Documentation |
Package: dsp
Linear or FIR interpolation
The Interpolator object interpolates real-valued inputs using linear or polyphase FIR interpolation.
To interpolate real-valued inputs:
Define and set up your interpolation object. See Construction.
Call step to interpolate the input according to the properties of dsp.Interpolator. The behavior of step is specific to each object in the toolbox.
H = dsp.Interpolator returns a handle to an interpolation object, H. The interpolation method defaults to Linear and the interpolation points default to a 5×1 vector.
H = dsp.Interpolator('PropertyName',PropertyValue,...) returns an interpolation object, H, with the specified property name and value pairs.
InterpolationPointsSource |
Source of interpolation points You can select a value of Property or Input port. If you set this property to Input port, you must provide the interpolation points as an input to the step method when you interpolate the input. The default is Property. |
InterpolationPoints |
Interpolation points This property only applies when you set the InterpolationPointsSource property to Property. Specify the interpolation points as a column vector or a matrix with the same number of channels as the input. The valid range of the values in the interpolation vector is from 1 to the number of samples in each channel of the input. If you specify interpolation points outside the valid range, the object clips the point to the nearest point in the valid range. For example, if the input is [2 3.1 -2.1], the valid range of interpolation points is from 1 to 3. If you specify the following vector of interpolation points [-1 1.5 2 2.5 3 3.5], the interpolator object clips -1 to 1 and 3.5 to 3. This clipping results in the interpolation points [1 1.5 2 2.5 3 3]. The default is [1.1;4.8;2.67;1.6;3.2]. This property is tunable. |
Method |
Interpolation method Specify the interpolation method as Linear or FIR. When this property is Linear, the interpolator object interpolates data values by assuming that the data varies linearly between adjacent samples. When this property is FIR, the interpolator object uses polyphase interpolation to replace filtering (convolution) at the upsampled rate with a series of convolutions at the lower rate. The interpolator object always performs linear interpolation if there are insufficient low-rate samples to perform FIR interpolation as explained in the description of the FilterHalfLength property. The default is Linear. |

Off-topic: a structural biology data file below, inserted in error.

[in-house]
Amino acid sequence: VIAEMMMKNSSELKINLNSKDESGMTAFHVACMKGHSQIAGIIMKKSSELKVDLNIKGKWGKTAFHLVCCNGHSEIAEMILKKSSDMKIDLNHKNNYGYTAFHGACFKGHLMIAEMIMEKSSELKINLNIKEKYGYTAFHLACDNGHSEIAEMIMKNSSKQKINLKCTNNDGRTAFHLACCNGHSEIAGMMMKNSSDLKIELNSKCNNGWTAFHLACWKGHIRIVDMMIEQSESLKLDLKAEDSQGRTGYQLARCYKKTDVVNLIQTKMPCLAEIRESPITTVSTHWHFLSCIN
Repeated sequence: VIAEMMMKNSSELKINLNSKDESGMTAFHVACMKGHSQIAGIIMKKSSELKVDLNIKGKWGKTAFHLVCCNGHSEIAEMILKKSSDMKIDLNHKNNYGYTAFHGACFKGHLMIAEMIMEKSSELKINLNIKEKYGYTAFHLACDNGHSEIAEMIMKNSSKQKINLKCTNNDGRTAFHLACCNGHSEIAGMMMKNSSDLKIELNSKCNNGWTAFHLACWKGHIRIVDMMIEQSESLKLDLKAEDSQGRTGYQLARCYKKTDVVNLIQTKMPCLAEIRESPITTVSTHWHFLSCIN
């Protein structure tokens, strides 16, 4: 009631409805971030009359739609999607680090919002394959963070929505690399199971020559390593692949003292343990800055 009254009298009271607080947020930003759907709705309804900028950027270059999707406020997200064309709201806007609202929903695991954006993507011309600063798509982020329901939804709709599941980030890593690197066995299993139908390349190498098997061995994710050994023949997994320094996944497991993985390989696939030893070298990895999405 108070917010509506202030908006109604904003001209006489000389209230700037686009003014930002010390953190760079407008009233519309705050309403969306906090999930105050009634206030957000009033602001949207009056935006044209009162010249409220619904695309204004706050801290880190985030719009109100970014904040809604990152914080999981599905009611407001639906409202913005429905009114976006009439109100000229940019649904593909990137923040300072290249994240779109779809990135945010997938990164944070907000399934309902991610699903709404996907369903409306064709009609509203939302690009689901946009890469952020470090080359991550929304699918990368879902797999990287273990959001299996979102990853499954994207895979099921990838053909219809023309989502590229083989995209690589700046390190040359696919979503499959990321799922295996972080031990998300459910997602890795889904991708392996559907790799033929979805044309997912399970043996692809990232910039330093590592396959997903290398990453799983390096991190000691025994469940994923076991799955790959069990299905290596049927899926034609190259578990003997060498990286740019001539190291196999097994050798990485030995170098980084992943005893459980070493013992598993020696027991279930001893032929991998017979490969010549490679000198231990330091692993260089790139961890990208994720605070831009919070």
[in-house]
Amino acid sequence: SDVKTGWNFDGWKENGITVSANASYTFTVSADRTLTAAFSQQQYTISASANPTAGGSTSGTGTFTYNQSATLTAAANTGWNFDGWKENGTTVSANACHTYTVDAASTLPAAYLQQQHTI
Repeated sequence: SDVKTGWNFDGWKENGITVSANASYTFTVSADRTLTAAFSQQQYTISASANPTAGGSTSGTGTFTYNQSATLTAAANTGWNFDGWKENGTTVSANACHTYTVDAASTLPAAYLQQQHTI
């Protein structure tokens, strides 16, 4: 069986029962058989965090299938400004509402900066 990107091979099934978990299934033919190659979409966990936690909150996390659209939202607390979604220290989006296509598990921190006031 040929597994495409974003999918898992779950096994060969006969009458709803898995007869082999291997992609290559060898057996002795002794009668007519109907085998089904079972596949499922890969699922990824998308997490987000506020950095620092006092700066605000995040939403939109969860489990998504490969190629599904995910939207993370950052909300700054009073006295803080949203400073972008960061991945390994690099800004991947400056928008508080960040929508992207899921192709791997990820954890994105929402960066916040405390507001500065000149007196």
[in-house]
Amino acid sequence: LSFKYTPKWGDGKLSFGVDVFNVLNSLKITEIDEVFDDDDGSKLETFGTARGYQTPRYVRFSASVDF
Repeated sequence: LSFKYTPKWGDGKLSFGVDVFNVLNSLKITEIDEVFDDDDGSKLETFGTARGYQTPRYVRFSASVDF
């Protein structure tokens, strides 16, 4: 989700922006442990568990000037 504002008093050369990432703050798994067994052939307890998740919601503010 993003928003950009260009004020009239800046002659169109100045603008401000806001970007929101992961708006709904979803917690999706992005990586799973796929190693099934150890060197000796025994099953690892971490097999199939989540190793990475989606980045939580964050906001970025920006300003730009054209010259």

FilterHalfLength |
Interpolation filter half length This property applies only when you set the Method property to FIR. For a filter half length of P, the polyphase FIR subfilters have length 2P. FIR interpolation always requires 2P low-rate samples for every interpolation point.
For example, for an input [1 4 1 4 1 4 1 4], upsampling by a factor of four results in the equally spaced interpolation points InterP = 1:0.25:8;. The points InterP(9:12) are [3.0 3.25 3.5 3.75]. Assuming a FilterHalfLength property equal to 2, interpolating at these points uses the four low-rate samples from the input with indices (2,3,4,5). If you set the FilterHalfLength property to 4 in this case, the interpolator object uses linear interpolation because there are not enough low-rate samples to perform FIR interpolation. The longer the FilterHalfLength property, the better the quality of the interpolation. However, the costs are increased computation and requiring more low-rate samples below and above the interpolation point. In general, setting the FilterHalfLength property between 4 and 6 provides reasonably accurate interpolation. |
InterpolationPointsPerSample |
Interpolation points per input sample This property only applies when you set the Method property to FIR and indicates the upsampling factor, L. An upsampling factor of L inserts L–1 zeros between low-rate samples. Interpolation results from filtering the upsampled sequence with a lowpass anti-imaging filter. The interpolator object uses a polyphase FIR implementation with InterpolationPointsPerSample subfilters of length 2P, where P is the FilterHalfLength property. Denoting the low-rate samples in the upsampled input by nL, n=1,2,..., the interpolator object uses exactly one of the InterpolationPointsPerSample subfilters, or filter arms, to interpolate at the points nL+i/L, where i=0,1,2,...,L-1. If you specify interpolation points which do not correspond to a polyphase subfilter, the object rounds the point down to the nearest interpolation point associated with a polyphase subfilter. For example, you set the InterpolationPointsPerSample property to 4 and interpolate at the points [3 3.2 3.4 3.6 3.8]. The interpolator object uses the first polyphase subfilter for the points [3.0 3.2], the second subfilter for the point 3.4, the third subfilter for the point 3.6, and the fourth subfilter for the point 3.8. |